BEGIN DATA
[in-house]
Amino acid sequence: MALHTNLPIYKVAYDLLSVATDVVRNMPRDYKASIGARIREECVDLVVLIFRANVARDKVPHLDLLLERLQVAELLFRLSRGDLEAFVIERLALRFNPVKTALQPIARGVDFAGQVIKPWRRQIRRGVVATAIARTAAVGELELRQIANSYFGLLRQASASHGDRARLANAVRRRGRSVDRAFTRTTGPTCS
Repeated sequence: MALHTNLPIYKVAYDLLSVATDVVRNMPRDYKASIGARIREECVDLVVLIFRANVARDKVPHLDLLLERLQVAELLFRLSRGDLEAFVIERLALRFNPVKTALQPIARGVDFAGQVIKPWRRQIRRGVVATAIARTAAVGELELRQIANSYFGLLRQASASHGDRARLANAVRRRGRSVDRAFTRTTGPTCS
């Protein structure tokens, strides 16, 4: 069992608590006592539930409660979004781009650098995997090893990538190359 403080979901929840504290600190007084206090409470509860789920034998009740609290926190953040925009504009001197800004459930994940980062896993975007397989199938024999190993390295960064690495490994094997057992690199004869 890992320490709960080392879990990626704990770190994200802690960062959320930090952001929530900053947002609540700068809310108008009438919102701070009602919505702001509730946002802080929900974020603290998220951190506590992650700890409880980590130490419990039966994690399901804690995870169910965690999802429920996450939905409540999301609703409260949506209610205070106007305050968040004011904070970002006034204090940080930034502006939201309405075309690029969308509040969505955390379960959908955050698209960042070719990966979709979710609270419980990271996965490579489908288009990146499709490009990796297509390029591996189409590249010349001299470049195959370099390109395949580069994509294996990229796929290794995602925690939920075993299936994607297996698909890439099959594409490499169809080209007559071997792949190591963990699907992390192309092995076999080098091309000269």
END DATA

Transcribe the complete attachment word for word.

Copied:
[in-house]
Amino acid sequence: MALHTNLPIYKVAYDLLSVATDVVRNMPRDYKASIGARIREECVDLVVLIFRANVARDKVPHLDLLLERLQVAELLFRLSRGDLEAFVIERLALRFNPVKTALQPIARGVDFAGQVIKPWRRQIRRGVVATAIARTAAVGELELRQIANSYFGLLRQASASHGDRARLANAVRRRGRSVDRAFTRTTGPTCS
Repeated sequence: MALHTNLPIYKVAYDLLSVATDVVRNMPRDYKASIGARIREECVDLVVLIFRANVARDKVPHLDLLLERLQVAELLFRLSRGDLEAFVIERLALRFNPVKTALQPIARGVDFAGQVIKPWRRQIRRGVVATAIARTAAVGELELRQIANSYFGLLRQASASHGDRARLANAVRRRGRSVDRAFTRTTGPTCS
């Protein structure tokens, strides 16, 4: 069992608590006592539930409660979004781009650098995997090893990538190359 403080979901929840504290600190007084206090409470509860789920034998009740609290926190953040925009504009001197800004459930994940980062896993975007397989199938024999190993390295960064690495490994094997057992690199004869 890992320490709960080392879990990626704990770190994200802690960062959320930090952001929530900053947002609540700068809310108008009438919102701070009602919505702001509730946002802080929900974020603290998220951190506590992650700890409880980590130490419990039966994690399901804690995870169910965690999802429920996450939905409540999301609703409260949506209610205070106007305050968040004011904070970002006034204090940080930034502006939201309405075309690029969308509040969505955390379960959908955050698209960042070719990966979709979710609270419980990271996965490579489908288009990146499709490009990796297509390029591996189409590249010349001299470049195959370099390109395949580069994509294996990229796929290794995602925690939920075993299936994607297996698909890439099959594409490499169809080209007559071997792949190591963990699907992390192309092995076999080098091309000269």